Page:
The Vatican Council clearly recognized the treasure that the East possesses and from which the West "has taken many things"; it recalled that the fundamental dogmas of the Christian faith were defined by the Ecumenical Councils celebrated in the East; it urged the faithful not to forget all the suffering the East had to bear to preserve its faith. The Council's teaching has inspired love and respect for the Eastern Tradition, it has encouraged people to consider the East and the West as mosaic pieces that together make up the resplendent face of the Pantocrator, whose hand blessed the whole Oikoumene.

The Council went even further, saying: "It is hardly surprising, then, if sometimes one tradition has come nearer to a full appreciation of some aspects of a mystery of revelation than the other, or has expressed them better. In such cases, these various theological formulations are often to be considered complementary rather than conflicting" (Unitatis Redintegratio, n. 17).
Perseverance in search for unity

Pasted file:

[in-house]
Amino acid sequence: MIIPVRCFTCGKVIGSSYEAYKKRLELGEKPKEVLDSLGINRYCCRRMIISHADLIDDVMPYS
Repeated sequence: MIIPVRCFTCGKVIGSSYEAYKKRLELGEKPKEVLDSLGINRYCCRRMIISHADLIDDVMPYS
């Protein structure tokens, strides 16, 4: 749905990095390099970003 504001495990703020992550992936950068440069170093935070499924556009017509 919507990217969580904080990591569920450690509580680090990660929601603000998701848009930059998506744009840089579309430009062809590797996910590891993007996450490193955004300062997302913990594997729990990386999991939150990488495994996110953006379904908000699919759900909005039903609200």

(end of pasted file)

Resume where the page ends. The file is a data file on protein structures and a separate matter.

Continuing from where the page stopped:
Dear Brothers, I ask you to convey my greetings to the Ecumenical Patriarch, telling him of my resolution to persevere with firm determination in the search for full unity among all Christians. Let us continue together on the path of communion and together take new steps and make new gestures that lead to overcoming the remaining misunderstandings and divisions, keeping in mind that "in order to restore communion and unity... one must "impose no burden beyond what is indispensable' (Acts 15: 28)" (ibid., n. 18).

Heartfelt thanks to each one of you for coming from the East to pay homage to Sts Peter and Paul, whom we venerate together. May their constant protection and above all the motherly intercession of the Theotokos always guide our steps. "Brothers, may the favour of Our Lord Jesus Christ be with your spirit" (Gal 6: 18).